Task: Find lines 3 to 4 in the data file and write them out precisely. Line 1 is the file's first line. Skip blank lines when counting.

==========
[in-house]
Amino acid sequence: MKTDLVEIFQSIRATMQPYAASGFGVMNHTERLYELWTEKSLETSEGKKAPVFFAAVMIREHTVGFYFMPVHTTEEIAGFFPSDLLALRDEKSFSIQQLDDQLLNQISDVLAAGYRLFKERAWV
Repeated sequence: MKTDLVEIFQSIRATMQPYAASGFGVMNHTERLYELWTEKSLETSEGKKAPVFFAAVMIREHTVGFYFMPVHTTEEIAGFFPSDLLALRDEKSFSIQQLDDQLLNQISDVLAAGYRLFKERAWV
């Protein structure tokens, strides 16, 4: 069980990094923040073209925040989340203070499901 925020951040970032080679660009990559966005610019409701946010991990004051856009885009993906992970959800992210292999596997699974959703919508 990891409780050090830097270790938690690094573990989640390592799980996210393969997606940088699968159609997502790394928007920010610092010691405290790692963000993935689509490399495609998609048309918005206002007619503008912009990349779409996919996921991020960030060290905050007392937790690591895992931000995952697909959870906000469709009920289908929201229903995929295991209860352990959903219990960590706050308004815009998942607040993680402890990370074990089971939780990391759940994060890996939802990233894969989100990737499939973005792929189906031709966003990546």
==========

Repeated sequence: MKTDLVEIFQSIRATMQPYAASGFGVMNHTERLYELWTEKSLETSEGKKAPVFFAAVMIREHTVGFYFMPVHTTEEIAGFFPSDLLALRDEKSFSIQQLDDQLLNQISDVLAAGYRLFKERAWV
């Protein structure tokens, strides 16, 4: 069980990094923040073209925040989340203070499901 925020951040970032080679660009990559966005610019409701946010991990004051856009885009993906992970959800992210292999596997699974959703919508 990891409780050090830097270790938690690094573990989640390592799980996210393969997606940088699968159609997502790394928007920010610092010691405290790692963000993935689509490399495609998609048309918005206002007619503008912009990349779409996919996921991020960030060290905050007392937790690591895992931000995952697909959870906000469709009920289908929201229903995929295991209860352990959903219990960590706050308004815009998942607040993680402890990370074990089971939780990391759940994060890996939802990233894969989100990737499939973005792929189906031709966003990546």